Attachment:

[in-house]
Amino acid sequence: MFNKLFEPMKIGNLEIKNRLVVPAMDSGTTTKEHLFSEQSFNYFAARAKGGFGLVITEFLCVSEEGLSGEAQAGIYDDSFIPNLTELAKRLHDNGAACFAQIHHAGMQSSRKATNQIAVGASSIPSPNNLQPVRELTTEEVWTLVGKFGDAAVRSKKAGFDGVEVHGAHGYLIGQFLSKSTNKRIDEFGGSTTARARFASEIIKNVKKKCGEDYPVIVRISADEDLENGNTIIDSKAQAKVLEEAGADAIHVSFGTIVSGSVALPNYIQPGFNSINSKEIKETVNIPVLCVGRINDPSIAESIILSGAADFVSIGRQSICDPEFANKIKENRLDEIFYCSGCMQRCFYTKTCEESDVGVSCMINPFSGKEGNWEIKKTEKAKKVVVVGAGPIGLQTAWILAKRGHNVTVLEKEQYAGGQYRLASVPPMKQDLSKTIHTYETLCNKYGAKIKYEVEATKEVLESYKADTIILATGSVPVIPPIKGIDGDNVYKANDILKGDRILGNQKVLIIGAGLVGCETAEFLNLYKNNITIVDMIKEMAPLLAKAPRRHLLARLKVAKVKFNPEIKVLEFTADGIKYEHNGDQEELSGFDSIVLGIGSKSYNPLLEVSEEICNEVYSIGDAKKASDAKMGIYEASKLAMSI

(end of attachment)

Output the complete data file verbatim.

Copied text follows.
[in-house]
Amino acid sequence: MFNKLFEPMKIGNLEIKNRLVVPAMDSGTTTKEHLFSEQSFNYFAARAKGGFGLVITEFLCVSEEGLSGEAQAGIYDDSFIPNLTELAKRLHDNGAACFAQIHHAGMQSSRKATNQIAVGASSIPSPNNLQPVRELTTEEVWTLVGKFGDAAVRSKKAGFDGVEVHGAHGYLIGQFLSKSTNKRIDEFGGSTTARARFASEIIKNVKKKCGEDYPVIVRISADEDLENGNTIIDSKAQAKVLEEAGADAIHVSFGTIVSGSVALPNYIQPGFNSINSKEIKETVNIPVLCVGRINDPSIAESIILSGAADFVSIGRQSICDPEFANKIKENRLDEIFYCSGCMQRCFYTKTCEESDVGVSCMINPFSGKEGNWEIKKTEKAKKVVVVGAGPIGLQTAWILAKRGHNVTVLEKEQYAGGQYRLASVPPMKQDLSKTIHTYETLCNKYGAKIKYEVEATKEVLESYKADTIILATGSVPVIPPIKGIDGDNVYKANDILKGDRILGNQKVLIIGAGLVGCETAEFLNLYKNNITIVDMIKEMAPLLAKAPRRHLLARLKVAKVKFNPEIKVLEFTADGIKYEHNGDQEELSGFDSIVLGIGSKSYNPLLEVSEEICNEVYSIGDAKKASDAKMGIYEASKLAMSI